Survival was not affected by gross residual tumor in the specimen, age, gender, cigarette smoking, asbestos exposure, length of operation, side of tumor, microscopically compromised margins (Fig 3), or neoplasia involving (but not fully penetrating the full thickness of) either the pericardium or diaphragm. Microscopic invasion of tumor through the diaphragm was significantly associated with poorer survival (median, 11 months; n = 14), regardless of cell type or node status.
A revised mesothelioma staging system based on an earlier analysis of a subset of these patients (n=52) has been published. Stage I indicates disease that is resectable by pleurectomy or extrapleural pneumonectomy. Stage II includes patients with involved lymph nodes detected on MRI, at mediastinoscopy, or at thoracotomy. Stage III (combines Butchart stages II and III) tumors extend into the mediastinum or across the diaphragm and are therefore considered unresectable. Stage IV includes patients presenting with evidence of extrathoracic metastasis.
Survival in the entire cohort (n=120) was significantly stratified by stage using this revised system (Fig 4). Median survival rates for patients classified as having stage I (n=57), II (n=43), or stage III (n=14) disease by this system were 22, 17, and 11 months, respectively (p=0.04). canadian-familypharmacy.com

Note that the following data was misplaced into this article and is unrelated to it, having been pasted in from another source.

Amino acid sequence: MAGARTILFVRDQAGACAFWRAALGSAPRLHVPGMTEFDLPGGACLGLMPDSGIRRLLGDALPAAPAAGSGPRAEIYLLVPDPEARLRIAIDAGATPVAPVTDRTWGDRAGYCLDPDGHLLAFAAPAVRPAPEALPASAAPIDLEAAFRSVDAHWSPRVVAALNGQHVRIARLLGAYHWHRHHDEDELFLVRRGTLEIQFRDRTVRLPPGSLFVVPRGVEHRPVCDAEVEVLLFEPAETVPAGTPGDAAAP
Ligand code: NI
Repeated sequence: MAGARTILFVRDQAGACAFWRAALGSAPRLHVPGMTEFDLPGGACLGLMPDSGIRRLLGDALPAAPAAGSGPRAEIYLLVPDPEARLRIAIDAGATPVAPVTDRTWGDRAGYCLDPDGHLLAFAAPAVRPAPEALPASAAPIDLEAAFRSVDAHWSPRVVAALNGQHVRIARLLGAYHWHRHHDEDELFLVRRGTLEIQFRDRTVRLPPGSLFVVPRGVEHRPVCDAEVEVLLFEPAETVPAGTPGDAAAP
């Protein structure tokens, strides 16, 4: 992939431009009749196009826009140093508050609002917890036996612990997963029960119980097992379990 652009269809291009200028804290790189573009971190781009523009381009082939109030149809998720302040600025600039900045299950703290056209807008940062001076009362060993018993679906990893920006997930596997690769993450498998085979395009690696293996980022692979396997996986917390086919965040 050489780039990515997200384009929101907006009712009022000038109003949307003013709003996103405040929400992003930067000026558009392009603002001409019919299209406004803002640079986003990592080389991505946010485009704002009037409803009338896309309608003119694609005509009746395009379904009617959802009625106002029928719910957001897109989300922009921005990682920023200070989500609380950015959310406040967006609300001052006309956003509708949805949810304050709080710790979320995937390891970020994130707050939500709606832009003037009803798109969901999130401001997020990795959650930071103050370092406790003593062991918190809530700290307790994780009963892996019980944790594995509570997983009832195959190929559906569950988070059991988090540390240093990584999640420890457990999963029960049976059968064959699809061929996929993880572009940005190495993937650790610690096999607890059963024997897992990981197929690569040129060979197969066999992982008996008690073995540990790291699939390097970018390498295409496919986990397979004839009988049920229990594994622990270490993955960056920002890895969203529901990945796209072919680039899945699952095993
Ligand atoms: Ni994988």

Discussion
In appropriately selected patients, extrapleural pneumonectomy with adjuvant chemotherapy and radiotherapy is safe and effective treatment for malignant pleural mesothelioma. Overall median survival (21 months, Fig 1) of patients receiving this trimodality therapy is superior to that obtained with single-modality therapy. Nodal involvement, cell type, and transdiaphragmatic invasion are prognostic factors that stratify survival of patients treated in this manner. The results described herein validate a revised staging system that is based on resectability and nodal involvement.

Figure 3. Kaplan-Meier survival curve for all patients with positive vs negative surgical resection margins. Survival did not depend on margin status (p=not significant). Reprinted with permission from Sugarbaker et al.

Figure 3. Kaplan-Meier survival curve for all patients with positive vs negative surgical resection margins. Survival did not depend on margin status (p=not significant). Reprinted with permission from Sugarbaker et al.

Figure 4. Kaplan-Meier survival curve demonstrating significant stratification of survival when all patients are classified as having stage I, II, or III disease according to our previously proposed staging system. Reprinted with permission from Sugarbaker et al.

Figure 4. Kaplan-Meier survival curve demonstrating significant stratification of survival when all patients are classified as having stage I, II, or III disease according to our previously proposed staging system.’ Reprinted with permission from Sugarbaker et al.